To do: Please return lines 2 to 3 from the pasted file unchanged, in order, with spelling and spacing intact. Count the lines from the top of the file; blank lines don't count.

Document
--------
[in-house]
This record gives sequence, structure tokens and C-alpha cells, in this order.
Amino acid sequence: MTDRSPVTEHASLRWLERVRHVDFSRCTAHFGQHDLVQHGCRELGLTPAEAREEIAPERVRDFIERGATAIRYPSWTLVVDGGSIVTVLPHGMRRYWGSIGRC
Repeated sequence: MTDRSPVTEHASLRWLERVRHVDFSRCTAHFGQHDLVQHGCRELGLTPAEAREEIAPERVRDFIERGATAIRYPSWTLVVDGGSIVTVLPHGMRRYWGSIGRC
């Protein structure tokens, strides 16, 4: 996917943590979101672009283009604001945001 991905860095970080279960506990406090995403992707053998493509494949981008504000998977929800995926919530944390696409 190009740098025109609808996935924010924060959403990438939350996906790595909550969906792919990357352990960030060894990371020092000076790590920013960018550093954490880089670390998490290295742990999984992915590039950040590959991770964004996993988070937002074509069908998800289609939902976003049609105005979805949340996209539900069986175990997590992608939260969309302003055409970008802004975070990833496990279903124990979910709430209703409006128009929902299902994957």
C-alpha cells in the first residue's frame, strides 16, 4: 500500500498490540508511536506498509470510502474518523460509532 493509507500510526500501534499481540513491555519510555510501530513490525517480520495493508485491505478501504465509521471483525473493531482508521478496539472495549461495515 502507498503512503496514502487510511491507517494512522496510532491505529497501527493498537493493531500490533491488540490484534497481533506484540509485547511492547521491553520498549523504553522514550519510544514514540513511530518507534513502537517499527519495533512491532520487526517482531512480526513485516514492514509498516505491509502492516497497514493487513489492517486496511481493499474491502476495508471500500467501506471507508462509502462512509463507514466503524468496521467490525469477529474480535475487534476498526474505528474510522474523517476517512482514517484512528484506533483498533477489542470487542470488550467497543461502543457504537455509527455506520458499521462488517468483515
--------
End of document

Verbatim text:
This record gives sequence, structure tokens and C-alpha cells, in this order.
Amino acid sequence: MTDRSPVTEHASLRWLERVRHVDFSRCTAHFGQHDLVQHGCRELGLTPAEAREEIAPERVRDFIERGATAIRYPSWTLVVDGGSIVTVLPHGMRRYWGSIGRC